10/12/11: Amelia returned for a 3-month recall check to assess how her therapy was working. She was still taking the 4 different medications and experiencing dry mouth. She was also still frequently sipping tea and juice. Thankfully, her early lesions identified at the previous visit were showing signs of remineralization and all of her restorations looked great. Due to her low saliva flow, it was important that she continue with a maintenance program of pH neutralization, xylitol, fluoride, and nanoparticles of hydroxyapatite; and Amelia chose to stick with using the professional rinse and toothpaste/gel with pH neutralization, xylitol, fluoride, and nanoparticles of hydroxyapatite daily. To date, Amelia has shown no new decay.

Jerome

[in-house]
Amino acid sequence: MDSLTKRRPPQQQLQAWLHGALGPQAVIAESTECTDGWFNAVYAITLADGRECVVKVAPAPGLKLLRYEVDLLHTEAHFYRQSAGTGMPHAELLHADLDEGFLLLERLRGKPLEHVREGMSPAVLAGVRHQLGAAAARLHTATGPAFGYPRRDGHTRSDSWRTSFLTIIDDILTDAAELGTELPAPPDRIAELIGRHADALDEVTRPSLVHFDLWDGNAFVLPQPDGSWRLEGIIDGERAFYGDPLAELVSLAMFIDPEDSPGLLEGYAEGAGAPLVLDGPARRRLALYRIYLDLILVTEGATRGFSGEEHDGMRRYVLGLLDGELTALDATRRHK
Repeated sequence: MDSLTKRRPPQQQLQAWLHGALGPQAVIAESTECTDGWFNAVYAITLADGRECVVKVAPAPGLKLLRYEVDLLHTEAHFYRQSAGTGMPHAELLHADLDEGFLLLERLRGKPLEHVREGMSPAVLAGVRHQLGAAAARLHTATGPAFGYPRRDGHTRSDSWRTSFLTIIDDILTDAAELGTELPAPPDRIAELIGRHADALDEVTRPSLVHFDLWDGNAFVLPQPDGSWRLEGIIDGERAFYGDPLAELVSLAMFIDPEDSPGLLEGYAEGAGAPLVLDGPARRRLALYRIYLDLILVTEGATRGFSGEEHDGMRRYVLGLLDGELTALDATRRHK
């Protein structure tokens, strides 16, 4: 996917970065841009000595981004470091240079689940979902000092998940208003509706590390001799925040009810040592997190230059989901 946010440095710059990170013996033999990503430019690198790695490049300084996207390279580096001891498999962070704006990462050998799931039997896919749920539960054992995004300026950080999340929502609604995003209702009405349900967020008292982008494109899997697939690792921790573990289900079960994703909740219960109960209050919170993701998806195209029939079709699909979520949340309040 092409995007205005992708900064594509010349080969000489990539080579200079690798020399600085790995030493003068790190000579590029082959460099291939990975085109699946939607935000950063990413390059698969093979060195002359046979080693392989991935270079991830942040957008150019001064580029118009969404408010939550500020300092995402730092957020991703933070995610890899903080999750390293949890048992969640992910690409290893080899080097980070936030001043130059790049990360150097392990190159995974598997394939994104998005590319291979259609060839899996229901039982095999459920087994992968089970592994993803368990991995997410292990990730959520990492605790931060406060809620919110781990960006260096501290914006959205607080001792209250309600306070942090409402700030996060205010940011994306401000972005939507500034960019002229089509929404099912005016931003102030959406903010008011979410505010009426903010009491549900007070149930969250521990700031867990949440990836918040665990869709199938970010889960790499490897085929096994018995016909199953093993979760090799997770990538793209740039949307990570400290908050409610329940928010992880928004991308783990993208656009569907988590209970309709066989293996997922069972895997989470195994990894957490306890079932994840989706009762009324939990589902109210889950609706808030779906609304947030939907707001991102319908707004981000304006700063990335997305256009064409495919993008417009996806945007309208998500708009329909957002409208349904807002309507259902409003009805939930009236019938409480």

7/12/11: Jerome is a 17-year-old high school athlete. He has had numerous problems with decay in the last 3 years. His first caries risk assessment revealed that he only had one risk factor: drinking liquids other than water more than 2 times daily. He had excellent oral hygiene habits and was brushing with an electric toothbrush twice daily as well as flossing daily. He had a CariScreen score of 989 and 4 new cavities as well as some other early lesions the dentist wanted to keep an eye on. He shared that he very regularly consumed diet sodas as well as diet sports drinks due to his daily sports routine and had basically stopped drinking anything else during the day. His dentist explained how both diet sodas and sports drinks were extremely acidic (pH 2.5–3.3). The regular bathing of Jerome’s teeth in acid and some sugars (in the diet sports drink) were causing even the low level of bacteria on his teeth to cause cavities. He said he would try to limit the diet soda and drink more water during his physical activities. He chose to be conservative with his home care program and replaced his toothpaste with the one the dentist recommended that had 1.1% neutral sodium fluoride, pH neutralization, xylitol, and nanoparticles of hydroxyapatite for remineralization (such as CTx4 Gel 5000).